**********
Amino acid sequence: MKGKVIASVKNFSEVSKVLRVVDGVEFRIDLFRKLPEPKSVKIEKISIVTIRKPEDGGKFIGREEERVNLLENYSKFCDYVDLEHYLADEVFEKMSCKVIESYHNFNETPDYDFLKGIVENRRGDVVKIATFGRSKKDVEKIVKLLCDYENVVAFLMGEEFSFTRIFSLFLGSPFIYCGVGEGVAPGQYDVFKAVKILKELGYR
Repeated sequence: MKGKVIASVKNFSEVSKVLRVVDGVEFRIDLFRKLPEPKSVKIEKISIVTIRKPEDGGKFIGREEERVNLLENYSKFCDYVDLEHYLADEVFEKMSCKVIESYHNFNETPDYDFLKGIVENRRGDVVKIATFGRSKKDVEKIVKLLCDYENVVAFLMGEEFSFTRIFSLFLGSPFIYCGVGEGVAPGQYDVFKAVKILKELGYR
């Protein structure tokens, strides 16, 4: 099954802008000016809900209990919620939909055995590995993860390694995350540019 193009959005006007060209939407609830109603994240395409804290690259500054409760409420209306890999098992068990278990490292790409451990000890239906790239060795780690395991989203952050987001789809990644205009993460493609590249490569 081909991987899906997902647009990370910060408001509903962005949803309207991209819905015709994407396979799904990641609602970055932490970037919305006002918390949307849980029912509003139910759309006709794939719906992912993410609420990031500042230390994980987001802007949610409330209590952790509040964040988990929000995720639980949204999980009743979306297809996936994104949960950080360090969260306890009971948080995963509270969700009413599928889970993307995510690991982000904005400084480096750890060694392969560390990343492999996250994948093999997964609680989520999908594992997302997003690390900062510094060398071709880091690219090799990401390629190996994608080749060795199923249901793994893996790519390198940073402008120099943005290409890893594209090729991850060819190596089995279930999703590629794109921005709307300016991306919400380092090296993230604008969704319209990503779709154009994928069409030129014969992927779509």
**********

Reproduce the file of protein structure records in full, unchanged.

Amino acid sequence: MKGKVIASVKNFSEVSKVLRVVDGVEFRIDLFRKLPEPKSVKIEKISIVTIRKPEDGGKFIGREEERVNLLENYSKFCDYVDLEHYLADEVFEKMSCKVIESYHNFNETPDYDFLKGIVENRRGDVVKIATFGRSKKDVEKIVKLLCDYENVVAFLMGEEFSFTRIFSLFLGSPFIYCGVGEGVAPGQYDVFKAVKILKELGYR
Repeated sequence: MKGKVIASVKNFSEVSKVLRVVDGVEFRIDLFRKLPEPKSVKIEKISIVTIRKPEDGGKFIGREEERVNLLENYSKFCDYVDLEHYLADEVFEKMSCKVIESYHNFNETPDYDFLKGIVENRRGDVVKIATFGRSKKDVEKIVKLLCDYENVVAFLMGEEFSFTRIFSLFLGSPFIYCGVGEGVAPGQYDVFKAVKILKELGYR
């Protein structure tokens, strides 16, 4: 099954802008000016809900209990919620939909055995590995993860390694995350540019 193009959005006007060209939407609830109603994240395409804290690259500054409760409420209306890999098992068990278990490292790409451990000890239906790239060795780690395991989203952050987001789809990644205009993460493609590249490569 081909991987899906997902647009990370910060408001509903962005949803309207991209819905015709994407396979799904990641609602970055932490970037919305006002918390949307849980029912509003139910759309006709794939719906992912993410609420990031500042230390994980987001802007949610409330209590952790509040964040988990929000995720639980949204999980009743979306297809996936994104949960950080360090969260306890009971948080995963509270969700009413599928889970993307995510690991982000904005400084480096750890060694392969560390990343492999996250994948093999997964609680989520999908594992997302997003690390900062510094060398071709880091690219090799990401390629190996994608080749060795199923249901793994893996790519390198940073402008120099943005290409890893594209090729991850060819190596089995279930999703590629794109921005709307300016991306919400380092090296993230604008969704319209990503779709154009994928069409030129014969992927779509």